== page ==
Before the Trip: "Know Before You Go"

Image of different park brochures
Plan your visit using publications available through park websites on www.nps.gov

NPS Illustration

You've decided to take a trip to a national park either alone, with your family and friends, or as a group leader. Do you know what information you should research and what skills you should practice before you head out? Use these trip planning principles to help you, your family, friends and group members prepare and "Know Before You Go".


Ensure that the Trip Leader has the right level of skill and experience to serve in a leadership role.
Skill: Determine the skill level needed to safely enjoy the activity you picked. Do you and you group members have the right skill level for the activity?

Experience: Determine if you and your group members have any outdoor experience. Is this your or their first time? Have you done this activity before?

Fitness Level: Identify how physically fit you and you group members
are. Are you prepared to take a short hike on a paved trail or can you go on a long hike up a mountain?

Required Medication: Determine if you or any group members have a
medical considerations. Will you need to bring medications with you on the trip (e.g. inhalers)?

Health Considerations*: Find out if you or any group members have health conditions which may limit the kind of activity you can participate in? Do you have any mental or physical disabilities that should be considered? Do you have a medical conditions that could be worsened by certain activities or changes in altitude (asthma, heart condition)?

* Consult a physician if you have any questions on fitness levels, health conditions, or medications required
Visit www.nps.gov to find a park in your area. If planning a group trip, try to visit the park prior to the trip.
Available activities can be found under “Plan Your Trip” on each park’s
website at www.nps.gov. Consider participating in Ranger-guided and Junior Ranger programs offered by many parks. In choosing your activity,
be sure to “Know Your Limits” and those of your group members and
consider these factors:

Time of year: During what season will you be doing your activity?

Setting: Does the activity take place at the beach, on a trail, in a
cave, or at a historical site?

Duration: Will your trip and activity last a few hours or all day?

Difficulty level: Will you be going a short distance at a slow pace
on flat terrain or a long distance at a faster pace on difficult terrain?

Skill level: Do you need special skills (e.g. rock climbing) to safely
enjoy the activity?
You cell phone is not a light source, not a map, not a survival kit and will not always have reception
Don't rely on your cellphone when recreating in a National Park

NPS Illustration

Every park in unique. Environments and hazards can even vary within a park. Research your park’s website or call the park to find out what risks and hazards are associated with your activity (e.g. wildlife, swift water, uneven steps) so you can prepare for them before you go on your adventure.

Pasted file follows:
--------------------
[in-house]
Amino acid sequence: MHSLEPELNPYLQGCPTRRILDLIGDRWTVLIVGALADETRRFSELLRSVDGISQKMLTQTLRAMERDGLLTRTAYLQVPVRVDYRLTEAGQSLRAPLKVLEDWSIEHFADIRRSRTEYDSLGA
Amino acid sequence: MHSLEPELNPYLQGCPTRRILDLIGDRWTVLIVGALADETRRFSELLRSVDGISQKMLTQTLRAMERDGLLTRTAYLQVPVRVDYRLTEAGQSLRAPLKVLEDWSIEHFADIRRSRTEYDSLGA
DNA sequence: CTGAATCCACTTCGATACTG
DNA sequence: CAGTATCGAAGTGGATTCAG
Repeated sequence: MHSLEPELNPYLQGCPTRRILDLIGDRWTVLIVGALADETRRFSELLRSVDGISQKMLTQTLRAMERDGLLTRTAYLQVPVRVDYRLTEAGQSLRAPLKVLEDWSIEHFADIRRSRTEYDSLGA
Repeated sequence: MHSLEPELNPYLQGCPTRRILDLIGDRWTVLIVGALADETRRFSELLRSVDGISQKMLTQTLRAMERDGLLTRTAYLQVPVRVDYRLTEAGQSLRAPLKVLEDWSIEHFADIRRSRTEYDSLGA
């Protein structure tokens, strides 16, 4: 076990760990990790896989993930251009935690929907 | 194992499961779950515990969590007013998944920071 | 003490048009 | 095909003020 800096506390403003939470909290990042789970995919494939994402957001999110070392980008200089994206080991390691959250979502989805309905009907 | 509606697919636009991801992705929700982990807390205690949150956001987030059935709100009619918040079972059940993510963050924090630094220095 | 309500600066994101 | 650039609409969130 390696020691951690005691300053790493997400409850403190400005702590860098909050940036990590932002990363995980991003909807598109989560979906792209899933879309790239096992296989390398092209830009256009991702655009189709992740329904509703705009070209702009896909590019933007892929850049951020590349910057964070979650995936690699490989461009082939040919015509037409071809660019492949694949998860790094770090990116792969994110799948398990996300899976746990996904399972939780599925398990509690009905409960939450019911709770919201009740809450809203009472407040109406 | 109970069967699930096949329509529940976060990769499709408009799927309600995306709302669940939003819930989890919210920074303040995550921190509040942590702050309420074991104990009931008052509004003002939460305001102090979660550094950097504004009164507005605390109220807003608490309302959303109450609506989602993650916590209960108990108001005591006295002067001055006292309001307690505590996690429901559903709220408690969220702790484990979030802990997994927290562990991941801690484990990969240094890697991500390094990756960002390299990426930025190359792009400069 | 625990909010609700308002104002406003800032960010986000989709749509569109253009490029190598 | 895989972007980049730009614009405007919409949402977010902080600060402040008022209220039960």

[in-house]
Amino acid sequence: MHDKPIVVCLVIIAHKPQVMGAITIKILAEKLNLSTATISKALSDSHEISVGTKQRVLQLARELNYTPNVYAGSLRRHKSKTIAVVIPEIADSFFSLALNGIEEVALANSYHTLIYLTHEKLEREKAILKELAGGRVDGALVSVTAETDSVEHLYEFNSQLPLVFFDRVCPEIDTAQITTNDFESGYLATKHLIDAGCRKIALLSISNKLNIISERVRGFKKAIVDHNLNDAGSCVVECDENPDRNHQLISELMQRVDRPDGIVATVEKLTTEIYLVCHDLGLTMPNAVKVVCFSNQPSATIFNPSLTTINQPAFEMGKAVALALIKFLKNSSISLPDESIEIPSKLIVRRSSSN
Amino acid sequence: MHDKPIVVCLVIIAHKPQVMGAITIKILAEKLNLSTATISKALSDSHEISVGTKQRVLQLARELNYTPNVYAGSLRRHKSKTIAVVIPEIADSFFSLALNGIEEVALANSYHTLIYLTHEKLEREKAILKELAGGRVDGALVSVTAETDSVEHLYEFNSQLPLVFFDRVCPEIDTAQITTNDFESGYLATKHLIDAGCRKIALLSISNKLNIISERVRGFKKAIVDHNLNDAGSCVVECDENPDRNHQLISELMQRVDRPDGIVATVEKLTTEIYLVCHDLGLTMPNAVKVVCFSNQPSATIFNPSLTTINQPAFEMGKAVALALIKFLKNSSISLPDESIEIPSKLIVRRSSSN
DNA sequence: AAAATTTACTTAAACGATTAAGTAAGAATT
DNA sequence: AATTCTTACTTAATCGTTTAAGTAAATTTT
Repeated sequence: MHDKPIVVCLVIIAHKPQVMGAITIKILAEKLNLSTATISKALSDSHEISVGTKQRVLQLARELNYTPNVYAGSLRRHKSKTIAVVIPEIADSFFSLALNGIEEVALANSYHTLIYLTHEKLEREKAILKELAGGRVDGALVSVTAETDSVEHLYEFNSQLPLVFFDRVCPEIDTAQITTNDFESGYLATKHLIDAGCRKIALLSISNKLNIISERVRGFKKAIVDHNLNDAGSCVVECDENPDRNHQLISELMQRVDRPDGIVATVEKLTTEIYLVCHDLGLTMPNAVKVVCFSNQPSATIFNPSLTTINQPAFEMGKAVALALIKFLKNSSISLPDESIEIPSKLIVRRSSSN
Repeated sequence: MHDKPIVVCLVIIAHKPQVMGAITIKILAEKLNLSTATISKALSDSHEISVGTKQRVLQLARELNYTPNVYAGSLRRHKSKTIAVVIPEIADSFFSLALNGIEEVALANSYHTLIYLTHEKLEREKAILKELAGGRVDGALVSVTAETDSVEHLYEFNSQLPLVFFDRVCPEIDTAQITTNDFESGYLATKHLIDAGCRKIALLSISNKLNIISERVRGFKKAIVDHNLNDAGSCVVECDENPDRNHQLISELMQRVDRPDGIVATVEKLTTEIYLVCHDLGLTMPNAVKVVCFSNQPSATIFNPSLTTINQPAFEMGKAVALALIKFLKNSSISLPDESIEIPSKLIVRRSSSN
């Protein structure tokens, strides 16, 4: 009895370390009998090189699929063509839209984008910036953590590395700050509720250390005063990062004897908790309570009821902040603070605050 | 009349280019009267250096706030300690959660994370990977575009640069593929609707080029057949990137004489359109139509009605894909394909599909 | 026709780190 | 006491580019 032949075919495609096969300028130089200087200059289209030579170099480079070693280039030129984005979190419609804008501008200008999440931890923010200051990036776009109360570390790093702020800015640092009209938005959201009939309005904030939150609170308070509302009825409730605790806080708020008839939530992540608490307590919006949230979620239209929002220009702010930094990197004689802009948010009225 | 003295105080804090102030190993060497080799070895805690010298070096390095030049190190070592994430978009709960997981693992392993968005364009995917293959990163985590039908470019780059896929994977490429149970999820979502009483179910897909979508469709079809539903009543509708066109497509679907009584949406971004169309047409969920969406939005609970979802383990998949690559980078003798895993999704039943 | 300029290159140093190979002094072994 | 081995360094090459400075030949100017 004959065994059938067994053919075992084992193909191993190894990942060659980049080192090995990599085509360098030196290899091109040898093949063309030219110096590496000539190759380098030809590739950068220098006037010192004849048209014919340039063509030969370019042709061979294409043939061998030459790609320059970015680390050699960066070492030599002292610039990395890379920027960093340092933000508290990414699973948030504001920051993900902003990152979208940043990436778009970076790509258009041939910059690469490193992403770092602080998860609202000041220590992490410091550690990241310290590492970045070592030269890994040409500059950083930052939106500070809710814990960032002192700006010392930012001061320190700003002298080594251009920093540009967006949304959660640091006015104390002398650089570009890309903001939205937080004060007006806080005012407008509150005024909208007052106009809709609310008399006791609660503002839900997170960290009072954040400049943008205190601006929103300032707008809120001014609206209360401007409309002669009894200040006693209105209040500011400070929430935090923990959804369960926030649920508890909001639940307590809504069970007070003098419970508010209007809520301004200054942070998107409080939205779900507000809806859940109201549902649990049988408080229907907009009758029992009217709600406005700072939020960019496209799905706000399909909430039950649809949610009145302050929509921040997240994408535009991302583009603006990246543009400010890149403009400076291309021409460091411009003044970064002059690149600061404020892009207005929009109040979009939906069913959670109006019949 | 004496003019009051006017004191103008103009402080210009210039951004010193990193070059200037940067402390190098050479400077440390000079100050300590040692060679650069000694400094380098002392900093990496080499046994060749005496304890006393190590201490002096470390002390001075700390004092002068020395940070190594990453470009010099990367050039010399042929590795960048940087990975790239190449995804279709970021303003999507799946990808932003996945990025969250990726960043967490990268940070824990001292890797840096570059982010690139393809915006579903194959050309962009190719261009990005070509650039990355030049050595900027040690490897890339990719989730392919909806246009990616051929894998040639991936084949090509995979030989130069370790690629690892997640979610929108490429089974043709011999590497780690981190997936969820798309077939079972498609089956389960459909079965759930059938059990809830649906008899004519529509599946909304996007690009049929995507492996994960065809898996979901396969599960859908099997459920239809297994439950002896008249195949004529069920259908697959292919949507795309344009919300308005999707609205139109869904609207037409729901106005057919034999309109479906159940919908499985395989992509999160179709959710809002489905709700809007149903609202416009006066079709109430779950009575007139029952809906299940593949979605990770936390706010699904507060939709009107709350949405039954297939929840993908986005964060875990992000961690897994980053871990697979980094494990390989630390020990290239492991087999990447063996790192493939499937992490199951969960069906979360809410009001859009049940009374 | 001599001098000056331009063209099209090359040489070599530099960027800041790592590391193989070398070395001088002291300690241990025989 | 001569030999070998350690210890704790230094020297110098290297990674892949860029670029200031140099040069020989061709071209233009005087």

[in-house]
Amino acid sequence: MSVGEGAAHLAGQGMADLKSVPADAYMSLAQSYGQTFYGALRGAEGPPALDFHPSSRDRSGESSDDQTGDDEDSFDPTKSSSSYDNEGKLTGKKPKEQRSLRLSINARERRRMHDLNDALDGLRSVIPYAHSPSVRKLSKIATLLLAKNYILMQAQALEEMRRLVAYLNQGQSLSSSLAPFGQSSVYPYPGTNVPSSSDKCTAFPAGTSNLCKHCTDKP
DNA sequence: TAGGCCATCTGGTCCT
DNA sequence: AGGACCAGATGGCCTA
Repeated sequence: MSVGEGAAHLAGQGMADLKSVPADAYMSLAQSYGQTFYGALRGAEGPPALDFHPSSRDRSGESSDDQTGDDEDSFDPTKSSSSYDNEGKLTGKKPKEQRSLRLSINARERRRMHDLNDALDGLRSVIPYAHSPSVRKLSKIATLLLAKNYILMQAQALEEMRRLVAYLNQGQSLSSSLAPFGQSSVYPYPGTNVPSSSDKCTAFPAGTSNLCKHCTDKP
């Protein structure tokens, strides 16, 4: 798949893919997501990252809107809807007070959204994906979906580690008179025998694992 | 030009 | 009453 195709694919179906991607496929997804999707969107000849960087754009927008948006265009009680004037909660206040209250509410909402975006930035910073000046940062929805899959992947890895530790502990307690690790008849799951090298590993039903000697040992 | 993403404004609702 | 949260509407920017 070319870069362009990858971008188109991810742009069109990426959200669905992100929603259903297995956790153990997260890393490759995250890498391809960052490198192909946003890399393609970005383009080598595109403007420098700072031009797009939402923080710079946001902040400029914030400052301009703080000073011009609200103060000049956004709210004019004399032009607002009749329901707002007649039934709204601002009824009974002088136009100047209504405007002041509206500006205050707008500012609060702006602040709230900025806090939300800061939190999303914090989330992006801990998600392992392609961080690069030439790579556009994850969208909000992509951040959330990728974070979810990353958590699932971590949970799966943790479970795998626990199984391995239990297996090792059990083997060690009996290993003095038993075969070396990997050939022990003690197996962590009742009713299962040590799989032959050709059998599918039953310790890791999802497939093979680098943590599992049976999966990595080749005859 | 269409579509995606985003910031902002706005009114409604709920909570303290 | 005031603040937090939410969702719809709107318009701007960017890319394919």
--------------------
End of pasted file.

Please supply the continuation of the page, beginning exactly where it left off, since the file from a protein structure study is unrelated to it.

Potential hazards include:
Inclement Weather
Physical Environment
Poisonous Plants
Wildlife Encounters
Requirements for each park can be found under the “Plan your Trip” menu on every park’s website at www.nps.gov. Review requirements for:
Permits
Group size restrictions
Open fires regulations
Food storage & disposal requirements
Testing and practicing with your equipment are important steps in planning for a safe trip. You or the group’s Trip Leader should:

Make a packing list - research the activity you selected and make sure that you and group members have the required gear (e.g. hiking boots, life jackets) including the 10 Essentials.

• Do a test run - learn how to use your equipment properly. Make sure it works and that items like hiking boots, backpacks, and life jackets fit correctly.

• Decide who is going to carry the equipment.

• Practice - practice packing and carrying your backpack, and pitching a tent if you are planning a long trip.
Have a back-up plan in case something comes up and keeps you or your group from doing your planned activity. Consider having an alternative activity or rescheduling your trip for another date
A Safety Leader(s) is someone, or a couple of people, in your group responsible for safety. If you are traveling alone, you are the Safety Leader! Your job includes:
Checking all equipment before and during the trip
Monitoring your or group members’ health and energy levels
Being aware of changes in the environment (e.g. weather) and physical conditions and communication them to the Trip Leader
Looking out for hazards during the activity It is always a good idea for you or at least one person in your group to have received CPR and First Aid training.
A Trip Plan includes information such as destination, list of group members, and expected return time. This information helps Search and Rescue authorities respond if an emergency occurs or if you don’t return from your trip on time. Leave the plan with your emergency contact, a reliable person who is NOT going on the trip. Find a Trip Plan template that you can use at the end of this guide.
An emergency plan will help you and your group respond to a lost or injured group member. Do not count on your cell phone reception. Practice your plan before you go so everyone knows what to do. Additional information on emergency planning can be found in our article and in the NPS Trip Planning Guide file below.
NPS Trip Planning Guide PDF
Access the NPS Trip Planning Guide, the step-by-step overview of health and safety considerations for trip planning in the national parks.
NPS Trip Planning Checklist PDF
Access the NPS Trip Planning Checklist, a summary of the steps found within the guide.
Sample Trip Plan
Access the NPS Trip Plan, a template that you can use to help prepare a trip plan.